Call and Response
Not a week goes by when I do not meet or correspond with young men who are considering monastic life at Silverstream Priory. Today I find myself thinking of all of them, because the Annunciation is the great feast of vocation. Every vocation is a mystery of call and response. With the call comes the grace to respond. The greeting of the Angel Gabriel communicates what it signifies: Χαῖρε κεχαριτωμένη! One could exhaust oneself in attempting to express all that the angelic salutation contains: Grace upon thee whom God hath filled full of grace! Joy upon thee who art become the joy of Him who has filled thee with joy! Loveliness upon thee who art lovely in the eyes of Him who has made thee so lovely!
And in the sixth month, the angel Gabriel was sent from God into a city of Galilee, called Nazareth, to a virgin espoused to a man whose name was Joseph, of the house of David; and the virgin’ s name was Mary. And the angel being come in, said unto her: Hail, full of grace, the Lord is with thee: blessed art thou among women. Who having heard, was troubled at his saying, and thought with herself what manner of salutation this should be. And the angel said to her: Fear not, Mary, for thou hast found grace with God.
The Monk’s Starting Point
To open one’s ear to the greeting of an Angel, to one who comes bearing the Word of God, is to open oneself to a life–changing grace. In Psalm 44 the royal prophet addresses the Daughter of Sion, the Virgin of Nazareth: ” Hearken, O daughter, and see, and incline thy ear: and forget thy people and thy father’ s house” (Psalm 44:11). Our Lady of the Annunciation is the Virgo audiens (the listening Virgin) whose portrait, I have always thought, shines through the text of the Prologue of the Holy Rule: “Hearken, O my son, to the precepts of thy Master, and incline the ear of thine heart” (Prologue 1). Every monastic vocation begins with listening to the Word of God. A certain silence and separation from the world are required of a man even before he crosses the threshold of the cloister. Saint John Paul II calls the Word of God the monk’s starting point.
The starting point for the monk is the Word of God, a Word who calls, who invites, who personally summons, as happened to the Apostles. When a person is touched by the Word obedience is born, that is, the listening which changes life. Every day the monk is nourished by the bread of the Word. Deprived of it, he is as though dead and has nothing left to communicate to his brothers and sisters because the Word is Christ, to whom the monk is called to be conformed. (Orientale Lumen, art. 10)
Our Lady listened, and her life was forever changed. She listened, and the life of her people was forever changed. She listened, and all creation was forever changed. The Virgin listened and, in the word addressed to her, she was offered all that would be necessary to respond to that word. In every vocation and, in particular, in every monastic vocation, there is an element of risk. A monastic vocation engages a man not only in a life marked by conversion of manners and obedience, but also in a life defined by stability and circumscribed by a real enclosure. One who enters a monastery risks living until death in one specific place and in the company of men who have already committed themselves to that one specific place. The risk is daunting, but the rewards of monastic life are well worth the risk.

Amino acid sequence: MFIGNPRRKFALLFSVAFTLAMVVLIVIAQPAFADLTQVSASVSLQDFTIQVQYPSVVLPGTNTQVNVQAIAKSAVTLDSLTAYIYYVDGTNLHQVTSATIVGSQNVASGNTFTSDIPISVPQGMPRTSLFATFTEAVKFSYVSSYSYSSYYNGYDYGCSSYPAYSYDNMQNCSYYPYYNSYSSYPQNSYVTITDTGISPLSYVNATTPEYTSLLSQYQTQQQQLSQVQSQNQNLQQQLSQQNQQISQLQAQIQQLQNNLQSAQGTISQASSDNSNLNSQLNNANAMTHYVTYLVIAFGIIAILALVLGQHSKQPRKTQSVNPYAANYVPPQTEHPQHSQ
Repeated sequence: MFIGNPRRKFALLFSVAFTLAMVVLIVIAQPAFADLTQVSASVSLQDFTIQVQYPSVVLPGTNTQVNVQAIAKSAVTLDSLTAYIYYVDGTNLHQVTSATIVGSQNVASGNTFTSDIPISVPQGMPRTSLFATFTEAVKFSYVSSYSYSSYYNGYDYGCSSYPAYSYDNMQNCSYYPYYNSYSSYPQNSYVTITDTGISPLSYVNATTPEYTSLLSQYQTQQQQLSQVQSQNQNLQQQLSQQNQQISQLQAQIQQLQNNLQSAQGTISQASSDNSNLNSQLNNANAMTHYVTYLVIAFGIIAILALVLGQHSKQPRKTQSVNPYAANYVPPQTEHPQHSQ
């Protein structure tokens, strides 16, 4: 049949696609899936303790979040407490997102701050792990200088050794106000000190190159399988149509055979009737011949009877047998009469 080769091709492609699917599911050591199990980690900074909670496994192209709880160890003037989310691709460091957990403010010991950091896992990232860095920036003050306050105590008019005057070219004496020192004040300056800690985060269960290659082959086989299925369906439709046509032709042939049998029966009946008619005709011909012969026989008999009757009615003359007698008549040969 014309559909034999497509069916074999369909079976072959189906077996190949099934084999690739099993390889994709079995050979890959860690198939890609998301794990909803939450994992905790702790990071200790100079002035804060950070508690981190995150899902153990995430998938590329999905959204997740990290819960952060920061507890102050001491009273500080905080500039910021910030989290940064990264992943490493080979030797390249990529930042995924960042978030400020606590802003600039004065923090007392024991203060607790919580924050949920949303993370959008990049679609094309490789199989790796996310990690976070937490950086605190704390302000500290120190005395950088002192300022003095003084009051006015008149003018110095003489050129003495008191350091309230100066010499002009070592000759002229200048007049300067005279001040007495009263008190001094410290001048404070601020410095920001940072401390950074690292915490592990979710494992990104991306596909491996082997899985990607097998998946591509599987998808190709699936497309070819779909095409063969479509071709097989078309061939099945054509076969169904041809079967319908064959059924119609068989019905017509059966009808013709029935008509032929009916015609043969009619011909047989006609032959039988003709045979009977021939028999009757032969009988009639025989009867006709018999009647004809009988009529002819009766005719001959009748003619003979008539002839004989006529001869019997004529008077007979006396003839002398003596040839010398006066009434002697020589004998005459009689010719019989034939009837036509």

There is, over the portal of the abbey of Boquen in Brittany, a charming old statue of the Virgin Mary called Notre–Dame–du–Risque, Our Lady of the Risk. This title of the Mother of God has always fascinated me. The man who desires to risk his life listening to the Word of God must do so close to the Virgin Mary. One who lives with Mary will quickly come to understand the immense import of prophecy entrusted to Isaias:
For my thoughts are not your thoughts: nor your ways my ways, saith the Lord. For as the heavens are exalted above the earth, so are my ways exalted above your ways, and my thoughts above your thoughts. And as the rain and the snow come down from heaven, and return no more thither, but soak the earth, and water it, and make it to spring, and give seed to the sower, and bread to the eater: So shall my word be, which shall go forth from my mouth: it shall not return to me void, but it shall do whatsoever I please, and shall prosper in the things for which I sent it. (Isaias 55:8–11)
In praying for the men who are considering monastic life at Silverstream Priory, I can only ask that they hearken to the Word of God and, with Our Lady of the Risk, incline the ear of their hearts to the call that is addressed to them. By the prayers of the Virgin Mary, the Word of God shall not return to Him void; it shall prosper in the things for which God sent it forth.